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Preventing Adverse Sequelae of Bacterial Vaginosis: A Public Health Program and Research Agenda

KOUMANS, EMILIA H. MD, MPH* AND; KENDRICK, JULIETTE S. MDfor the CDC Bacterial Vaginosis Working Group


Background The cause of bacterial vaginosis remains poorly understood. Recent evidence strengthens the association between bacterial vaginosis and serious medical complications.

Goal To review the evidence linking bacterial vaginosis with adverse pregnancy outcomes, complications after gynecologic procedures, and HIV infection, and to identify prevention strategies.

Methods In March 1999, the Centers for Disease Control and Prevention organized a conference to accomplish this goal.

Results Better understanding is needed concerning the etiology, epidemiology, and natural history of bacterial vaginosis. More efficacious treatment of bacterial vaginosis and strategies to reduce maternal complications associated with bacterial vaginosis, such as premature rupture of the fetal membranes, chorioamnionitis, premature labor and delivery, postdelivery endometritis, and postpartum infant complications should be developed. Recent evidence shows that screening and treatment of bacterial vaginosis before abortion reduces postabortion pelvic inflammatory disease, and that anaerobic coverage during hysterectomy reduces postoperative complications. Better understanding concerning the relation of bacterial vaginosis to acquisition of sexually transmitted diseases and HIV infection are needed as well as possible prevention strategies.

Conclusions A national prevention effort should be guided by the results of research that addresses current knowledge gaps.

From the *Division of STD Prevention, National Center for HIV, STD, and TB Prevention, the †Division of Reproductive Health, National Center for Chronic Disease Prevention and Health Promotion, Centers for Disease Control and Prevention, Atlanta, Georgia

Correspondence and reprint requests: Emilia H. Koumans, MD, MPH, 1600 Clifton Road, Mailstop E-02, Atlanta, GA 30333. E-mail:

Received for publication July 6, 2000, revised October 6, 2000, and accepted October 18, 2000.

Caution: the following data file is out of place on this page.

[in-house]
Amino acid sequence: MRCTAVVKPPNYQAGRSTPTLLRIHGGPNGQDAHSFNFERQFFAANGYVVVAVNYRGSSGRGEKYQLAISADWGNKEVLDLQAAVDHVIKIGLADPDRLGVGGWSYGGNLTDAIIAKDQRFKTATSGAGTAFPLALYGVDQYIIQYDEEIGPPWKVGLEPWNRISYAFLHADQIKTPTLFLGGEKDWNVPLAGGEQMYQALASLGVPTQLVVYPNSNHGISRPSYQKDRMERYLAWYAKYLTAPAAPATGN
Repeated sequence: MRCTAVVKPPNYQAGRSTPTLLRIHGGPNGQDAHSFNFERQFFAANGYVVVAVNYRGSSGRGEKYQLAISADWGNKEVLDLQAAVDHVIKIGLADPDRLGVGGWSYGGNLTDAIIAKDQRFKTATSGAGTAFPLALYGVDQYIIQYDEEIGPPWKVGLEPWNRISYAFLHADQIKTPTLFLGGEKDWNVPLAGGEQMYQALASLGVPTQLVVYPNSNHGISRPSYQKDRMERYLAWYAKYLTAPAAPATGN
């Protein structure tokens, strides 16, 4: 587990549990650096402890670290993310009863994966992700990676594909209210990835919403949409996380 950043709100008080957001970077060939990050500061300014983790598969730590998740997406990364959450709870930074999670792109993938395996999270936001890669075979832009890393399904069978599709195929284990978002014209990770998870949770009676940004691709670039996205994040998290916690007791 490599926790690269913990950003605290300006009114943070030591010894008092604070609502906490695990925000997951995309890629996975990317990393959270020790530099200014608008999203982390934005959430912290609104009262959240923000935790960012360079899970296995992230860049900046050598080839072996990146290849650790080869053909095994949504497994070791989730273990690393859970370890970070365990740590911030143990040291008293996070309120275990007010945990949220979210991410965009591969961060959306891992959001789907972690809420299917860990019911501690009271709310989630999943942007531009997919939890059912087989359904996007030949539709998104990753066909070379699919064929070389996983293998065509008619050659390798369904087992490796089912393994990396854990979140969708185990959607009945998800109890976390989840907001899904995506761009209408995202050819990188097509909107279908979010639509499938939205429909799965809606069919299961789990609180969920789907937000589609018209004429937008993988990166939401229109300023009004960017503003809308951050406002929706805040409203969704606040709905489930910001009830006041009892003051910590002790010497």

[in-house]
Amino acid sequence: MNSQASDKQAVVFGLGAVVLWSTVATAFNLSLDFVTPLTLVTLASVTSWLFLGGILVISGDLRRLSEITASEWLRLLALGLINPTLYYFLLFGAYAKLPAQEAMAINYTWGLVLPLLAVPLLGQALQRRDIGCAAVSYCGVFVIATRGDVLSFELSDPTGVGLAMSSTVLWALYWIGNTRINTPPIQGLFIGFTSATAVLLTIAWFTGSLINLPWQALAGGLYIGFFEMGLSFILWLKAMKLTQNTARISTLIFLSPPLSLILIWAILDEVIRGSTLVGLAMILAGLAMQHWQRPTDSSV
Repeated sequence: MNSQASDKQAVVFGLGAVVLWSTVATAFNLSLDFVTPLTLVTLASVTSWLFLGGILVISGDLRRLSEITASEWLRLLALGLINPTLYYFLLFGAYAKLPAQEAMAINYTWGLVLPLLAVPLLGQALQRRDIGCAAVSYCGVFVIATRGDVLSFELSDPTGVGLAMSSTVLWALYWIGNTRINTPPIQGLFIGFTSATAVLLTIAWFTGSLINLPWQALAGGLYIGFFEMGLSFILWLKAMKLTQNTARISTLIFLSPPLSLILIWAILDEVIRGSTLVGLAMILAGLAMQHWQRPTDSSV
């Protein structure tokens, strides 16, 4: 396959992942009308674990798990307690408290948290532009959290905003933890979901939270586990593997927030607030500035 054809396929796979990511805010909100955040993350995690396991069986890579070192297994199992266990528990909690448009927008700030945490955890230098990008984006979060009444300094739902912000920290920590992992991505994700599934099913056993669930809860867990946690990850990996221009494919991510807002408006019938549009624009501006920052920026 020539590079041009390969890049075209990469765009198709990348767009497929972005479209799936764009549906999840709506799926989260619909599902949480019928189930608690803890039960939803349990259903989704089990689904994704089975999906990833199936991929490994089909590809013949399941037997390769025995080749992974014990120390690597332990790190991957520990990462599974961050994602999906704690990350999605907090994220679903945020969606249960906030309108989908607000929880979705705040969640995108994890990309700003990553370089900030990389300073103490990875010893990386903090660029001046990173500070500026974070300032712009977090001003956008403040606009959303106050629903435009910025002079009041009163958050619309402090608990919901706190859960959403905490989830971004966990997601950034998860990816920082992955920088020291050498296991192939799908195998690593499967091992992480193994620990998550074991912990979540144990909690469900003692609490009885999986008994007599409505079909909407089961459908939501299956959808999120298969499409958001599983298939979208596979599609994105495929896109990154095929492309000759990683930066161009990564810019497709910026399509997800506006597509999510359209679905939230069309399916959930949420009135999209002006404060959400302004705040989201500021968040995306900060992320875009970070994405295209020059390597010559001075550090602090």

The BV working group members (listed in alphabetical order) were Carol Bruce, MPH, BSN, Epidemiologist, Pregnancy and Infant Health Branch, Division of Reproductive Health, CDC; Vijaya Hogan, DrPH, MPH, Epidemiologist, Pregnancy and Infant Health Branch, Division of Reproductive Health, CDC; Riduan Joesoef, MD, PhD, Medical Epidemiologist, International Activities, Division of STD, CDC; Juliette S. Kendrick, MD, Medical Epidemiologist, Pregnancy and Infant Health Branch, Division of Reproductive Health, CDC; Emilia H. Koumans, MD, MPH, Medical Epidemiologist, Epidemiology and Surveillance Branch, Division of STD, CDC, and Clinical Assistant Professor of Pediatrics, Emory University, Atlanta, Georgia; Lauri Markowitz, MD, Medical Epidemiologist, Chief, Epidemiology Research Section, Epidemiology and Surveillance Branch, Division of STD, CDC; George Schmid, MD, Medical Epidemiologist, Program Development and Support Branch, Division of STD, CDC; Johannes Schmidt, MD, EIS Officer, Division of Reproductive Health; Anne Schuchat, MD, Chief, Respiratory Diseases Branch, Division of Bacterial and Mycotic Diseases, CDC; Michael St. Louis, MD, Chief, Epidemiology and Surveillance Branch, Division of STD, CDC; Madeline Sutton, MD, MPH, EIS Officer, Epidemiology and Surveillance Branch, Division of STD, CDC, and Clinical Instructor, Department of Obstetrics and Gynecology, Morehouse School of Medicine, Atlanta, Georgia; Kimberly Workowski, MD, Chief, Clinical Guidelines Unit, Epidemiology and Surveillance Branch, Division of STD, CDC, and Assistant Professor of Medicine, Emory University, Atlanta, Georgia.